In cellular respiration, glucose gives up ATP, by using ______. The waste products will be ____ & _____
Every other molecule we eat is converted into _______ or other molecules that will go through a similar _____ pathway.
The metabolic pathway for food stuff ingested will always be _______ reaction
The complete combustion of glucose yields _____ kcal/mol which is a lot of energy and must be released _______.
- -686 kcal/mol
The energy that allows you to make ATP is derived from the combustion of _____. ATP is then used ______ to power the cell. We breakdown food ______ and use the products to form ATP ______
The metabolic pathway that leads to either cellular respiration or fermentation: (3,2,3)
- Photosynthesis mass produces glucose with CO2 (endergonic)
- The glucose is then broken from a 6-carbon molecule into two 3-carbon molecules. This is called glycolysis and it is exergonic
- The resulting molecule from glycolysis is pyruvate (exergonic)
- If O2 is present (aerobic):
- A)We will use the energy from that to produce about 32 ATP
- B)Waste product H2O & CO2
If O2 is not present (anaerobic):
- A)Anaerobic fermentation
- B)Net result is 2 ATP
- C)Yeast can survive off of this style (small amounts of oxygen unlike us)
If a molecule gains an electron, it has been ______. If a molecule has lost an electron, it has been ______. ______ is the loss of one or more electrons. The reducing agent is _______ and the oxidizing agent is _______.
ATP is produced from the _______ of glucose. _____ is usually the greatest reducing agent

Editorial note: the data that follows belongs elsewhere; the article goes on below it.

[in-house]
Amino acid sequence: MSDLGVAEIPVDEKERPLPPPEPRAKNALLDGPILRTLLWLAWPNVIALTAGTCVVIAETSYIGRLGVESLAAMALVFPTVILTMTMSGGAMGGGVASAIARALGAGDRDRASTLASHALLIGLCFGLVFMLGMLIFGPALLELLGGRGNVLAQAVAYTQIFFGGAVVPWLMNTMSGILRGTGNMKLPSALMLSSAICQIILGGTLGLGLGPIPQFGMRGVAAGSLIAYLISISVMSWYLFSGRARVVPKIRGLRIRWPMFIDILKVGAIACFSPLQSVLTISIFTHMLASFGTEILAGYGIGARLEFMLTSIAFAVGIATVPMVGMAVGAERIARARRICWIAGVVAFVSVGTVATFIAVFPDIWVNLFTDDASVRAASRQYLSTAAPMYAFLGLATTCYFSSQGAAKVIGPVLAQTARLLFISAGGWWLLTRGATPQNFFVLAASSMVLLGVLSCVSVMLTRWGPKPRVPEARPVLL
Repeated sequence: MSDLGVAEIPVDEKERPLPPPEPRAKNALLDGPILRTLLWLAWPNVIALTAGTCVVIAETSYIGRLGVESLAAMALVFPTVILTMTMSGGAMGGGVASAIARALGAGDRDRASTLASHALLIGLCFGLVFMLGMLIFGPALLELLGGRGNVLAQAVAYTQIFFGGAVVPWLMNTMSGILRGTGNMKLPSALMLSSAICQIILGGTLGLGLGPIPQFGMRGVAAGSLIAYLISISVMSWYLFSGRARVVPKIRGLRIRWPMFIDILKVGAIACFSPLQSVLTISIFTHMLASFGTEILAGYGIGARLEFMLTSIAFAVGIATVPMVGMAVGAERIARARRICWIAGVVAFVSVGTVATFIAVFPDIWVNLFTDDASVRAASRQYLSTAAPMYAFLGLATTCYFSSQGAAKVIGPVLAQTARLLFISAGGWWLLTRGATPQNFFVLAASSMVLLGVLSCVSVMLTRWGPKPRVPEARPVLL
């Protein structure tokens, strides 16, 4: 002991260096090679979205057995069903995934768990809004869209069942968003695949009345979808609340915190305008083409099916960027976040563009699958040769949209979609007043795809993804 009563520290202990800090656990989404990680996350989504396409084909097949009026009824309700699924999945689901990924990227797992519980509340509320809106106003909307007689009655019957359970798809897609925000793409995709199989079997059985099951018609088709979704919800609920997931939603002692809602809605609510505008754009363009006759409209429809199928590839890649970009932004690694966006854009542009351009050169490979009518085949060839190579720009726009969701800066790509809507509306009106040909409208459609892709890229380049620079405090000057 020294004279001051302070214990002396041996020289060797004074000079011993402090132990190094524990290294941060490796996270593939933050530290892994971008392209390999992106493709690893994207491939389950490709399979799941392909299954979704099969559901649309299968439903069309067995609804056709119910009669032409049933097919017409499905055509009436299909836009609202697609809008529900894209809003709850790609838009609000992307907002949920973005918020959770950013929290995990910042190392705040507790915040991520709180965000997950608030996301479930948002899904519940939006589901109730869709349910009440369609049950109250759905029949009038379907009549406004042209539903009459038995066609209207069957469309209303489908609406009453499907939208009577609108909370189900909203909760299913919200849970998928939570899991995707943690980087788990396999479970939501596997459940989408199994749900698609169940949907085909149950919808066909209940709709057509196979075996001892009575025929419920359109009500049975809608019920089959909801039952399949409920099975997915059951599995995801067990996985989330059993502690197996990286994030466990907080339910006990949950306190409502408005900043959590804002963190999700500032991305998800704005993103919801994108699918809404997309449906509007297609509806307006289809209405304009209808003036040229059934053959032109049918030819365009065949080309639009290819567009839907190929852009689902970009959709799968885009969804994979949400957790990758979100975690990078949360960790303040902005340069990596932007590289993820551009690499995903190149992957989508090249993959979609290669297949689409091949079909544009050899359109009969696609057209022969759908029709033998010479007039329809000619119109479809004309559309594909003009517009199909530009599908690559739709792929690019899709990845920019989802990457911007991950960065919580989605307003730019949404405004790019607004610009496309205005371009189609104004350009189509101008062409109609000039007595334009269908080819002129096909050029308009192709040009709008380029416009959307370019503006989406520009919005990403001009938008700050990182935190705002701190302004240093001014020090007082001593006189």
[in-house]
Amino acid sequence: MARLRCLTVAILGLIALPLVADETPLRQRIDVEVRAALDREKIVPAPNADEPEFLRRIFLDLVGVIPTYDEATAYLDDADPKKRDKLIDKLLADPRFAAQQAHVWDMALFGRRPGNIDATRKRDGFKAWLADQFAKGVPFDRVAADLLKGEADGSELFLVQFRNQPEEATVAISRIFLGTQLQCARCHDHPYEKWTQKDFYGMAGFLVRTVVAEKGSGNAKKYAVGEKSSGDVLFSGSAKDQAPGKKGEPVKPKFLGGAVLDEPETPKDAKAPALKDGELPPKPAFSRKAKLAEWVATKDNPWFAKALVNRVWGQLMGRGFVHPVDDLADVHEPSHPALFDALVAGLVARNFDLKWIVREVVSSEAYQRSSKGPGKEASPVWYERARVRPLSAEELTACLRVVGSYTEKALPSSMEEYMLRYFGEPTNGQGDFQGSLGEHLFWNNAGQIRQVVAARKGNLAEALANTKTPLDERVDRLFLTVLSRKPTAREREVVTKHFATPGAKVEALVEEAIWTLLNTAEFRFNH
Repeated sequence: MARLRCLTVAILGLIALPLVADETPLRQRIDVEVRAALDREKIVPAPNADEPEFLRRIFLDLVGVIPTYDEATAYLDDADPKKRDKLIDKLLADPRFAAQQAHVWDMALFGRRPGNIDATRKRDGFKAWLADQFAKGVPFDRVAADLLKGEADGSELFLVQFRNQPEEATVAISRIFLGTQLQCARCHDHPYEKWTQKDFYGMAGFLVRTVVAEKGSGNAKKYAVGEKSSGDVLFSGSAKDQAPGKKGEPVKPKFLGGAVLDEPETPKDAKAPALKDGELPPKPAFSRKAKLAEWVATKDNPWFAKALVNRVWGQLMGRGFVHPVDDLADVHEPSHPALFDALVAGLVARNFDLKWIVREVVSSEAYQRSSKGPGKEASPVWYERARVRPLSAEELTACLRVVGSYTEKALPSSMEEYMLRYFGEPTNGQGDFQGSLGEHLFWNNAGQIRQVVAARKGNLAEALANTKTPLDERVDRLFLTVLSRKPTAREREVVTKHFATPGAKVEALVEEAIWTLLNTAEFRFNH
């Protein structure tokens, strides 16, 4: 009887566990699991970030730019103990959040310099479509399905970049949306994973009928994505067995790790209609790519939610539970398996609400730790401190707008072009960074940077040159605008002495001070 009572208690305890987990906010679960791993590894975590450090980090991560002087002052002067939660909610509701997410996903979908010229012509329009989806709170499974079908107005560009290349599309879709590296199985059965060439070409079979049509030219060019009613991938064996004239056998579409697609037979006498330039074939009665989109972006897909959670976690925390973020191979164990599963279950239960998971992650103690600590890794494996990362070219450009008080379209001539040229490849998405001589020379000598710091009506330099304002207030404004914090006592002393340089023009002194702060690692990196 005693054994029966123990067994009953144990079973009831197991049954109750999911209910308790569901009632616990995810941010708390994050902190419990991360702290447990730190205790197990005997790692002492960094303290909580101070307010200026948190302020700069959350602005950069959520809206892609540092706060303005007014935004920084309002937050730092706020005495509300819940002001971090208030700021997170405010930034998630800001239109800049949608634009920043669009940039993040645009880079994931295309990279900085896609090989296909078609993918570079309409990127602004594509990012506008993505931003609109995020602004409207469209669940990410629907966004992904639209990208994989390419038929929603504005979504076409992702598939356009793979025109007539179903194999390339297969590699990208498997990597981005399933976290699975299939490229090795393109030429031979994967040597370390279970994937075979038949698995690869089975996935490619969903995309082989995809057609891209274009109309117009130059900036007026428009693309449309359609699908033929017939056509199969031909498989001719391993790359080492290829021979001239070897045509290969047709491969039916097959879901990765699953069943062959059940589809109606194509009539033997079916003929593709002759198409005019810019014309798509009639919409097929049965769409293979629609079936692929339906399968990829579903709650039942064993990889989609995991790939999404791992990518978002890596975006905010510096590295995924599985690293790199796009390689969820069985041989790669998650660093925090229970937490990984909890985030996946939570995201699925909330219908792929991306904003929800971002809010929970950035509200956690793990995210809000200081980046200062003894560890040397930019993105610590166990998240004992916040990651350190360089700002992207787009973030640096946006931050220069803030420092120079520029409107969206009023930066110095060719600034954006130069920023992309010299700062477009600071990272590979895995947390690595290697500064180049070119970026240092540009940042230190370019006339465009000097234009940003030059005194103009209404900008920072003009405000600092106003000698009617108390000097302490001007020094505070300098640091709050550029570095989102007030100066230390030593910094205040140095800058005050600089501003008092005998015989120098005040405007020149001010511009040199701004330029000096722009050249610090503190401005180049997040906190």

- oxidation (stealing its electrons)
Cellular respiration begins with ______ that occurs in the _______/_______
What type of fermentation do humans undergo
Lactic acid fermentation
What is inside the mitochondrial matrix?
Electron transport chain occurs along the ______ in the mitochondria
cristae aka inner membrane
Glycolysis/pyruvate oxidation/citric acid cycle broad strokes story: (9)
- Glycolysis is just 10 enzymatic reactions
- Starts with a substrate which is glucose, hexokinase is the first enzyme and we get a product, which happens to be the substrate for the next enzyme
- That enzyme (*phosphohexose isomerase) will modify the substrate and pass it along to enzyme #3 (phosophofructokinase)
- The product of the reaction with #3 will be the substrate for enzyme #4 (aldolase)
- This continues on and the end result is pyruvate.
- Pyruvate will make its way into the matrix where "pyruvate oxidation" will occur aka losing its electrons
- As a result, the citric acid cycle is based around the loss of all electrons
- Lost electrons will be used to do work in the electron transport chain along the cristae
- End result of all this is to make ATP
The purpose of glycolysis is to make ______ because its the only thing that can get inside the ______ _____
- mitochondrial matrix
Glycolysis has a net product of ___ ATPs, ___ pyruvates, & ___ NADHs. It also generates ____ CO2. For instance if we started with 6 glucose carbon molecules, ____ carbon molecules will enter the mitochondria. No ______ occurs
- 2 pyruvates, 2 ATP, 2 NADH
- no CO2
- 6 carbon molecules
The most valuable product of glycolysis is _____ because of all the ____ it can yield to produce ATP. The second most valuable is _____ which will give us _____ electrons that can give us more ATP
Kreb cycle aka
citric acid cycle
Which is more valuable NADH produced in the matrix or oustide? Why?
Inside the matrix, because it costs energy to transport it into the matrix